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Academic Ethics

Jan Ryder, Ph.D.


As an academic editor, I do not write papers for anyone, and I do not sell papers to anyone. Neither do I rewrite papers. My job is to take what you have already written and polish it by correcting errors of grammar, usage, spelling, punctuation, formatting, and so forth. I help to clarify your writing and improve organization. I may also make suggestions and comments regarding your research or writing, but I do not provide you with new material or arguments.

Still, some might ask if this isn’t a form of cheating. Shouldn’t students be turning in their own work with all its flaws? Doesn’t editing prevent students from improving their own writing and learning from their own mistakes?

These may in fact be legitimate concerns with English composition courses, where students are supposed to be learning the fundamentals of writing, and for this reason I do not edit papers written for such courses. English composition instructors need to see the sorts of difficulties their students are having. I am, however, available for outside consultation, which can be especially valuable for ESL students.

But in other courses writing assignments have a different purpose. Here students are writing to present the results of their research or otherwise communicate their ideas and arguments. Writing difficulties, however, frequently detract from the presentation of their work. And university writing centers might not always provide the level of assistance a student needs. This is where academic editing can be useful. It first of all provides a valuable learning experience, because a student sees how the document he or she has already written can be improved. And by studying the changes and comments made by the editor, the student can improve his or her own skills. In addition, professors won't always take the time or trouble to correct all the writing errors a student may make; they may not even be aware of all such errors themselves. A good editor, however, will take the time and do a thorough job, providing a level of feedback the student is not going to get anywhere else.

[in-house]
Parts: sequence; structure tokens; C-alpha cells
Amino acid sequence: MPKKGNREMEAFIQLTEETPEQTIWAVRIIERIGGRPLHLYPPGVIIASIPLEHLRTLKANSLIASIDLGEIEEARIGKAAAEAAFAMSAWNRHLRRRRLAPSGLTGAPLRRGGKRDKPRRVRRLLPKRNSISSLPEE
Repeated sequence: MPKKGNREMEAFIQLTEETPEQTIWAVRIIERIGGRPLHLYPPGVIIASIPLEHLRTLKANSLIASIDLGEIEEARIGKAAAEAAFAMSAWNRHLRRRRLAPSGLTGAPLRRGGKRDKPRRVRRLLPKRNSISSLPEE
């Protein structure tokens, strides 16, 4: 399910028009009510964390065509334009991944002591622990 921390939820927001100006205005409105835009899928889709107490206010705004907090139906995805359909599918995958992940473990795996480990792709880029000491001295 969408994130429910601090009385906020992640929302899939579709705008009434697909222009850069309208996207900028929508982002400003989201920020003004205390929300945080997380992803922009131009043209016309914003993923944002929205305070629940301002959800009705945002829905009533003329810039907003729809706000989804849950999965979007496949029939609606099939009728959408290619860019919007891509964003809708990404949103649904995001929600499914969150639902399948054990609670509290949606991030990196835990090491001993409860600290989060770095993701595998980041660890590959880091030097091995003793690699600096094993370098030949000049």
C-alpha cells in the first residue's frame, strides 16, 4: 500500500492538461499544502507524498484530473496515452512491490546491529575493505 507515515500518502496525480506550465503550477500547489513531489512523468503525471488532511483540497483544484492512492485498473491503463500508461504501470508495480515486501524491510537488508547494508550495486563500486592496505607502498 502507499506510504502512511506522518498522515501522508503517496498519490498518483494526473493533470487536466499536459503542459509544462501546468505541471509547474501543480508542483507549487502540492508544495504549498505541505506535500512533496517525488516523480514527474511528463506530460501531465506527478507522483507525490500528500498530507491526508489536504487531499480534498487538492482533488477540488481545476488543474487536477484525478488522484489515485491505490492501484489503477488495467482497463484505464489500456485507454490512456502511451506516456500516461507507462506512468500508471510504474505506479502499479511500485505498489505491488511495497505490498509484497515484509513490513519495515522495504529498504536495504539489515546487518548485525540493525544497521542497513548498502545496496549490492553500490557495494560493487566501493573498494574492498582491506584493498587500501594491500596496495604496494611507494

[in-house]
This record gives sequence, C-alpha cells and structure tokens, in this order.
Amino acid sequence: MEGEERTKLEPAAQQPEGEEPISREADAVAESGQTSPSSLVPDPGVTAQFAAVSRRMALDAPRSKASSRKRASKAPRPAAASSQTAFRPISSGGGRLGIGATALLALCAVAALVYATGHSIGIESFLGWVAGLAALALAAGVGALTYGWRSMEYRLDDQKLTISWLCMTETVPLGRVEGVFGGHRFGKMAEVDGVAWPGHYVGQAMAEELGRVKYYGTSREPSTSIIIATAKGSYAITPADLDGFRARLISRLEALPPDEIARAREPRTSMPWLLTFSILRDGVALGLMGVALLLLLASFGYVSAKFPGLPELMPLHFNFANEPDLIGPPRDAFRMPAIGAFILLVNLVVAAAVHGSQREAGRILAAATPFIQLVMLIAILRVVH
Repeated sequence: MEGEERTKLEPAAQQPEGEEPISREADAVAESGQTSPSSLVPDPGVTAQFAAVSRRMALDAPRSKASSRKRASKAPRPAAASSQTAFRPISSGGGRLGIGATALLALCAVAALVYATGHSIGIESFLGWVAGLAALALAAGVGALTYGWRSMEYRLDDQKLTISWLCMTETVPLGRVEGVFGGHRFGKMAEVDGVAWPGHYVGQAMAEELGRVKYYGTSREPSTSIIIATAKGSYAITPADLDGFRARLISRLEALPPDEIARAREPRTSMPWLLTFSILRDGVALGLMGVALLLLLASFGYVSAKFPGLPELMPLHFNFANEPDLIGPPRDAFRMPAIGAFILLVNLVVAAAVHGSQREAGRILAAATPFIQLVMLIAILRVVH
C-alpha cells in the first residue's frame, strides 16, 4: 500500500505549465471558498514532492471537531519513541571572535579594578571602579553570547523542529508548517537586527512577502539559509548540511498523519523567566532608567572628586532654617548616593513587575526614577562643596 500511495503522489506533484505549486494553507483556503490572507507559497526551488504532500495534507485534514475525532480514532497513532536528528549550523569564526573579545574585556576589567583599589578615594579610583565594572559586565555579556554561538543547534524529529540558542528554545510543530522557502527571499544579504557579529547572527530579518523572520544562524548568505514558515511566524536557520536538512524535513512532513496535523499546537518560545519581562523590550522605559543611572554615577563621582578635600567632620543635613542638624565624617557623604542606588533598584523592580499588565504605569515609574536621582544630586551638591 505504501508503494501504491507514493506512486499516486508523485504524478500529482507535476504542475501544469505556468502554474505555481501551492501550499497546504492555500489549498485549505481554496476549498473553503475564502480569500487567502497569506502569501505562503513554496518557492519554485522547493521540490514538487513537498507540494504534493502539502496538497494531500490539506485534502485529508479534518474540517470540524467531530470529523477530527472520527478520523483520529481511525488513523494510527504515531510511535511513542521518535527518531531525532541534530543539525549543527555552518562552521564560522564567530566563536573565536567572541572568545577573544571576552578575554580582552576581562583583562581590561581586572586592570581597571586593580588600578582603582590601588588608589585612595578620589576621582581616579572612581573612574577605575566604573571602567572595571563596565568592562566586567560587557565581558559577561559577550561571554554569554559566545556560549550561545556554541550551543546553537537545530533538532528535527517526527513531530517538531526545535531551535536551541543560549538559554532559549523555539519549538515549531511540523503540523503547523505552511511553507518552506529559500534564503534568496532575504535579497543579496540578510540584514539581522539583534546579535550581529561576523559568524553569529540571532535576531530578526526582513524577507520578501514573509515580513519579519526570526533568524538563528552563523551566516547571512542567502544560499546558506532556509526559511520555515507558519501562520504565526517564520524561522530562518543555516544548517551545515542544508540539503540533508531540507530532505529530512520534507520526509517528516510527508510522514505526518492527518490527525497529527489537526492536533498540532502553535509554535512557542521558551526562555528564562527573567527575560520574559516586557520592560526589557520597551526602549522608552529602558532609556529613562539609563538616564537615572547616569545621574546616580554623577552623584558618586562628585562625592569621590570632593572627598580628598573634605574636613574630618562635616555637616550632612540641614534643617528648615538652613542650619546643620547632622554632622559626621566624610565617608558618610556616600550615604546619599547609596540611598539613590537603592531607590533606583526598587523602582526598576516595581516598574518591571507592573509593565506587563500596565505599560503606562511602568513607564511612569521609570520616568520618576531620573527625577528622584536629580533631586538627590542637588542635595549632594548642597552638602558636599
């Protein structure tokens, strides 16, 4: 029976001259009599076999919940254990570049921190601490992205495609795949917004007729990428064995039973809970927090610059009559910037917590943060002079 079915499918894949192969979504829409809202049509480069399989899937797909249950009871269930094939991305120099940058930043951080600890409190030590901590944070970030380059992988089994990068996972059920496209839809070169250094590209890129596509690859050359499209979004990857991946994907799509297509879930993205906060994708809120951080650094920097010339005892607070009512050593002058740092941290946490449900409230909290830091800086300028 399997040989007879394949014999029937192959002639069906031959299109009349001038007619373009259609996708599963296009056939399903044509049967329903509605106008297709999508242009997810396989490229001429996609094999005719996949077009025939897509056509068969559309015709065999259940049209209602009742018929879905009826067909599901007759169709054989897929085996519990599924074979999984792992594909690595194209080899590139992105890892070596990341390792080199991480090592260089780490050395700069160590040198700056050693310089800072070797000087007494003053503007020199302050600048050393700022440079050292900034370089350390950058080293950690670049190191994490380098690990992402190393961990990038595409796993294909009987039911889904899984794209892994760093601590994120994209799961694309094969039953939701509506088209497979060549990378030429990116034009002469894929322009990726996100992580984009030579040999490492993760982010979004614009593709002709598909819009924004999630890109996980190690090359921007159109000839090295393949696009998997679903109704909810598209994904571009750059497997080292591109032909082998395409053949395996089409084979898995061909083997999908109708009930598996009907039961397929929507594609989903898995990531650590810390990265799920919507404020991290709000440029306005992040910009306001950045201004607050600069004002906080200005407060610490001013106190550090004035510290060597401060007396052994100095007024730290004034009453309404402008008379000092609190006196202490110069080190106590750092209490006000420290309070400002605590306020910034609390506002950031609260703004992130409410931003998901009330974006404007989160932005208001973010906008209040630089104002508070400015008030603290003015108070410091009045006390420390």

Of greater concern is the growing problem of plagiarism, whereby students simply lift material off the Internet or even buy papers online. This increases pressure on those students who want to be honest, but who also worry they can compete only if they cheat. But with the help of an academic editor, honest students can compete without resorting to plagiarizing—and come out ahead in the bargain. Besides improving their own writing, research, and thinking skills—which the plagiarists never will—they can take pride in getting a legitimately good grade and resisting the temptation to take the easy way out.

ESL students can be at a particular disadvantage when it comes to writing. For them, using an academic editor helps to level the playing field so that their assignments can be fairly graded on the merits of their thinking and research. At the same time, they can improve their own English skills when they study the changes and corrections their editor has made.

And professors themselves often recommend that a student get an editor. What matters in the end is that the student has done the research, the thinking, and the fundamental writing; whether he or she had assistance in improving the writing and presentation should not be an issue. The student can legitimately lay claim to the final product.

And finally, in the publishing world, editing is not just a virtue—it is a necessity. And no one would ever suggest that the edited work of writers or scholars was somehow tainted, or that it was not properly theirs.

To learn more about my services or to submit a document, please contact me at editor@myfinaldraft.com.